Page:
My name is Paula. The first time I had a grand mal seizure, I was 19 years old.
I was getting out of the shower in the morning, and the next thing I knew I was on the floor with my foot wedged between the bathtub and the corner of an open drawer. Apparently, my convulsions had wrenched the drawer open, cutting my foot in the process.
At that time in my life, I was recently engaged to my husband. He found me on the floor having another seizure and called 9-1-1. When the paramedics came, I was so disoriented that I told them I was 16 years old. My husband thought I had lost my memory and forgotten the past three years of my life.
As the years went on, I rode a roller coaster of denial.
I continued to have seizures where I would lose awareness of my surroundings and be unable to communicate with the people around me, but I still did not want to admit that I had a disorder.
If I went through a period of time without having any seizures, I would stop taking my medication and hope that everything would be OK. Of course, the seizures would return.
Eventually, I had to admit that my epilepsy was real and would be a lifelong issue.
For years, I had up to 70 seizures per month. I worked in a medical setting, and the confusion caused by the seizures would cause short-term memory losses and prevent me from understanding the patients. I always felt tired and sore. Eventually, I had to stop doing the work that I cherished at the advice of my doctor because of what the stress was doing to my seizure activity.
In 2005, I started to see an epilepsy specialist. I underwent three surgeries in 2006 that reduced the frequency of my seizures, but I still had seizures up to 25 times a month.
Then, I met with an epileptologist who told me about the RNS System, which was still in its clinical trial phase.
I told the doctors, “I’m going to do this, because if we can get FDA approval, it can make people’s lives better.”
I wanted to help others avoid what I had to endure. I wanted to contribute to a world where people with epilepsy would not have to struggle through school in denial, or have to quit the jobs that they loved.
Since the RNS System was still in the clinical trial stage, I went through some pretty extensive preparations for the surgery, including extensive brain mapping. In February 2007, I became the 72nd person to receive an RNS System implant.
After the device was implanted, the doctors adjusted the intensity and timing of the stimulation to my unique brain patterns. Seizure disorders are like fingerprints – each person’s brain and its activity are unique – so the doctors had to customize the device in order for it to sense abnormalities and deliver the electrical pulses that would return my brain to normal activity.
Now that the RNS System has been fine-tuned, my seizure frequency has dropped to as low as just three times per month.
Before, the seizures were not only much more frequent, they also lasted longer – about three minutes each. Now, the few seizures I do have typically only last about 30 seconds. Sometimes they’re so mild that I hardly notice them at all.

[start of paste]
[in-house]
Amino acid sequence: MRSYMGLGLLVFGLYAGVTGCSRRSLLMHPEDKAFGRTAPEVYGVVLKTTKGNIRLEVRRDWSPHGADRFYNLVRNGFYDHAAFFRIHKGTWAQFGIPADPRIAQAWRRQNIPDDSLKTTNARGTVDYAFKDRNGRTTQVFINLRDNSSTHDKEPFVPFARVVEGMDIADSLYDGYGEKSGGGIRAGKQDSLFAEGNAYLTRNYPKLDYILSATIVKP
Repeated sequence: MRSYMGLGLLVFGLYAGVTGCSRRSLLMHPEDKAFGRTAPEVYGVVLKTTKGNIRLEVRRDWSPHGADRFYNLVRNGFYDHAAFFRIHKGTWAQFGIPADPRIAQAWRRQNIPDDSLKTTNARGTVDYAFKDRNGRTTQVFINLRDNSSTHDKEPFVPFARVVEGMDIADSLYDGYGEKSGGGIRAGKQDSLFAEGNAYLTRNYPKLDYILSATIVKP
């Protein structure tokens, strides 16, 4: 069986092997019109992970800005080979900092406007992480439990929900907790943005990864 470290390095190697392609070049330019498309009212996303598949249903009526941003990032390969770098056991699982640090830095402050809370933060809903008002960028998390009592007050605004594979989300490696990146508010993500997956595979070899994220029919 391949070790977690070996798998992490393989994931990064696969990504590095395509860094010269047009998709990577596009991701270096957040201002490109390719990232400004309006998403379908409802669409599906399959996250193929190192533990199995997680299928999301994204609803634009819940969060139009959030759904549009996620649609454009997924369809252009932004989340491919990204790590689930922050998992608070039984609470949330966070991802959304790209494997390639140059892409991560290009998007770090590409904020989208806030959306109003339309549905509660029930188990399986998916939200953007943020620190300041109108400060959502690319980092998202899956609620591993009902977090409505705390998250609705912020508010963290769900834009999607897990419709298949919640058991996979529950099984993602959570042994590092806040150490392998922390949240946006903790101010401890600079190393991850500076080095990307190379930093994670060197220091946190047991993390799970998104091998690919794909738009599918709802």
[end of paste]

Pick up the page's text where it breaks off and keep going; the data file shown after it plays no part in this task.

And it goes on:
As my epilepsy became more controlled, I’ve been able to do a lot more with my life.
I started coaching high school softball and bowling, and my husband and I have launched a DJ business.
Stress is still a trigger, but I’m able to run my business and work two or three nights a week. My memory is improving, and I’ve become much more comfortable. I don’t worry anymore about having a seizure in public – both because they are less noticeable and because I’ve learned to remain at ease in situations where I would have been embarrassed before.
Epilepsy has been a battle, but it’s also brought me closer to my loved ones. My family and friends have been with me all the way – they’ve seen me at my high points and my low points.
I thank my husband for sticking with me through all this. We had only been together a year when the grand mal seizures began, and here we are celebrating our 25th wedding anniversary.
As a NeuroPace ambassador, I’ve become a committed advocate of epilepsy awareness. Early on, I was reluctant to admit that anything was wrong. I tried to mask my seizures and would deny having them. Sometimes I would not even keep a record of a seizure, because I did not want my doctor to know that I had a bad day.
Now I have a tattoo on my forearm with the epilepsy awareness purple ribbon and the words, “Awareness is Key.”
I know there are a lot of people struggling with epilepsy who have it much worse than I ever did. Some of these people might still be in denial, as I was.
Any seizure can cause a life-threatening situation. Instead of trying to hide or deny your condition, the best thing you can do is accept you have epilepsy and keep a diary of your seizures so your doctor can treat you properly.
Thanks to the RNS System, I’ve been able to do so much more with my life.
I’ve reached a place where I can say, “I have epilepsy, but it does not have me.”
This represents the experience of individual(s) who have used the RNS System. Individual results will vary.